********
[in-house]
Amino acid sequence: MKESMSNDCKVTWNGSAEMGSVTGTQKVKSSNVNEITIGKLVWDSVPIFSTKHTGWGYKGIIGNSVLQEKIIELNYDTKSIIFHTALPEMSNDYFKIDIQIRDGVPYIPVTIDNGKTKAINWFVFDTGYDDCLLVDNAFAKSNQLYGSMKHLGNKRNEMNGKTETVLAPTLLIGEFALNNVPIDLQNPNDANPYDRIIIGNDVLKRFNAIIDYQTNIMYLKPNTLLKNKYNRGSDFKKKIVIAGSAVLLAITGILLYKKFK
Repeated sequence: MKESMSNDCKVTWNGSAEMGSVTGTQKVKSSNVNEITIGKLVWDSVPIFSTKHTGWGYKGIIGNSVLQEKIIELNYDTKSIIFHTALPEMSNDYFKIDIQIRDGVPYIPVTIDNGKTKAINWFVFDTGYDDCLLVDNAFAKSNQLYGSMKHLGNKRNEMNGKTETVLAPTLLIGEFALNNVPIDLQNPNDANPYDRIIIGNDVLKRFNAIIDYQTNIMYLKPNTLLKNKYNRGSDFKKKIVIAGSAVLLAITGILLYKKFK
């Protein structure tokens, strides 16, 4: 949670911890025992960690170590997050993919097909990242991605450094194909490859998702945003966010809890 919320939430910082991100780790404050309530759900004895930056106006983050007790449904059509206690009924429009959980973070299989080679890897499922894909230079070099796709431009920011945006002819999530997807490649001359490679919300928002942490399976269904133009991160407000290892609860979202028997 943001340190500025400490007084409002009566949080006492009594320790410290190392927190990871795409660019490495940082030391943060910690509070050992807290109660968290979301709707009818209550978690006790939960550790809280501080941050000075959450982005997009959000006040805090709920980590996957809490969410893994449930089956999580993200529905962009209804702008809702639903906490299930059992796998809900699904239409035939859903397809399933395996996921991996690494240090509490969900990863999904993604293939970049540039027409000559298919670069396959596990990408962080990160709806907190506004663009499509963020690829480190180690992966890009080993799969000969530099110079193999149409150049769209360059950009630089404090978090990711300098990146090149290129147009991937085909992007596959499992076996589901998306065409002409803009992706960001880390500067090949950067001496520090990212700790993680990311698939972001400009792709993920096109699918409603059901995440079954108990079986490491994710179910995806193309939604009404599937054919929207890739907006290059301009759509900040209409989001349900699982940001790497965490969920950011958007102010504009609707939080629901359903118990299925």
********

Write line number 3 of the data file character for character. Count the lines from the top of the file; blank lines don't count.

Repeated sequence: MKESMSNDCKVTWNGSAEMGSVTGTQKVKSSNVNEITIGKLVWDSVPIFSTKHTGWGYKGIIGNSVLQEKIIELNYDTKSIIFHTALPEMSNDYFKIDIQIRDGVPYIPVTIDNGKTKAINWFVFDTGYDDCLLVDNAFAKSNQLYGSMKHLGNKRNEMNGKTETVLAPTLLIGEFALNNVPIDLQNPNDANPYDRIIIGNDVLKRFNAIIDYQTNIMYLKPNTLLKNKYNRGSDFKKKIVIAGSAVLLAITGILLYKKFK